You know what tabs are, Brian.
I mean… You use them every day, on every OS. Everybody knows they exist in every toolbox. All that’s left is to “just pave the cowpaths!” But when you get right down to it, it’s a lot more complicated than that.
Brian Kardell shares a bit about the progress of bringing “Tabs” to HTML. We kinda think we know what they are, but you have to be really specific when dealing with specs and defining them. It’s tricky. Then, even if you settle on a solid definition, an HTML expression of that isn’t exactly clear. There are all kinds of expressions of tabs that all make sense in their own way. Imagine marking up tabs where you put all the tabs as a row of links or buttons up top, and then a bunch of panels below that. They call that a “Table of Contents” style of markup, and it makes some kind of logical sense (“the markup looks like tabs already”). But it also has some problems, and it looks like sections-with-headers is more practical (“If you have the heading, you can build the TOC, but not vice-versa”). Spicy sections are a totally different pattern. And that’s just one problem they are facing.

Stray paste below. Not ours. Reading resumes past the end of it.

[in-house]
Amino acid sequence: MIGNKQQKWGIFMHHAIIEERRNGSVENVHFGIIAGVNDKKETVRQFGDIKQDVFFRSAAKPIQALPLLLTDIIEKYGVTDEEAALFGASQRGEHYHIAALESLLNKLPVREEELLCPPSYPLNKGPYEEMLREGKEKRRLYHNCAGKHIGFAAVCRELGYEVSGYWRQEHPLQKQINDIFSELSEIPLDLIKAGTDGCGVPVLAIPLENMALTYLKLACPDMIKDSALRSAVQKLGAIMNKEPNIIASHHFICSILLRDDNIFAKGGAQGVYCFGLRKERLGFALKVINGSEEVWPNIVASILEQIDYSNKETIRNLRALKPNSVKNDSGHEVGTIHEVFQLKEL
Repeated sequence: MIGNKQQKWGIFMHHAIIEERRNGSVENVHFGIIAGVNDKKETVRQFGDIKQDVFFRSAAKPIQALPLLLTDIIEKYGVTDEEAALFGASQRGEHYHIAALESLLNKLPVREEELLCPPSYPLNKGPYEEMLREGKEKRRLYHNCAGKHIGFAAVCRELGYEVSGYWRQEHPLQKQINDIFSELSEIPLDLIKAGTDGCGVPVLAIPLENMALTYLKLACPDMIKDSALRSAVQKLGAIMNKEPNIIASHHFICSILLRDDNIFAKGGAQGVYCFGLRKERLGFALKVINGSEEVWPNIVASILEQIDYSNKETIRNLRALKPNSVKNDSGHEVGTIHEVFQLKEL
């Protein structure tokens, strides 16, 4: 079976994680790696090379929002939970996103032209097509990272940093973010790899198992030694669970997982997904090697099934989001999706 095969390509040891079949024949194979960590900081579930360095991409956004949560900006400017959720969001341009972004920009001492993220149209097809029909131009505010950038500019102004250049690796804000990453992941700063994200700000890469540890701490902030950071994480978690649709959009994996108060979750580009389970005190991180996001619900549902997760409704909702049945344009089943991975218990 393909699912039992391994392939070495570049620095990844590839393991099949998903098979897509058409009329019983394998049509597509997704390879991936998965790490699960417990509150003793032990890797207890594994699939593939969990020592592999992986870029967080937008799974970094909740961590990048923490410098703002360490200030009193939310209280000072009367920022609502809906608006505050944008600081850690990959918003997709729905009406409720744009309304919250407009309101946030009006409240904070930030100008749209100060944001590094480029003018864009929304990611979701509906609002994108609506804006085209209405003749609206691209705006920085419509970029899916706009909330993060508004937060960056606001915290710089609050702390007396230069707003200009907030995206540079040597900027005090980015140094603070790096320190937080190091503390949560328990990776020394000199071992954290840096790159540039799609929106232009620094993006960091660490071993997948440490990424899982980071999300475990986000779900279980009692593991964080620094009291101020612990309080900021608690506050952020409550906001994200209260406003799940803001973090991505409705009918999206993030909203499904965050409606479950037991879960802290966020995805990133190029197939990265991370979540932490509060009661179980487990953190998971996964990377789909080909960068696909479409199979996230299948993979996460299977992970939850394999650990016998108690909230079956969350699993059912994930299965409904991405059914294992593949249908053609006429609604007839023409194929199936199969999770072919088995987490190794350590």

I don’t envy the work, but I look forward to the progress in no small part because authoring tabs is tricky business. Not hard to do, but very hard to do right. I’ve talked in the past about how I’ve built tabs many times in jQuery where just a click handler on a row of links hides or shows some matching divs below. That “works” if you ignore accessibility entirely (e.g. how you navigate between tabs, focus management, ARIA expectations, etc).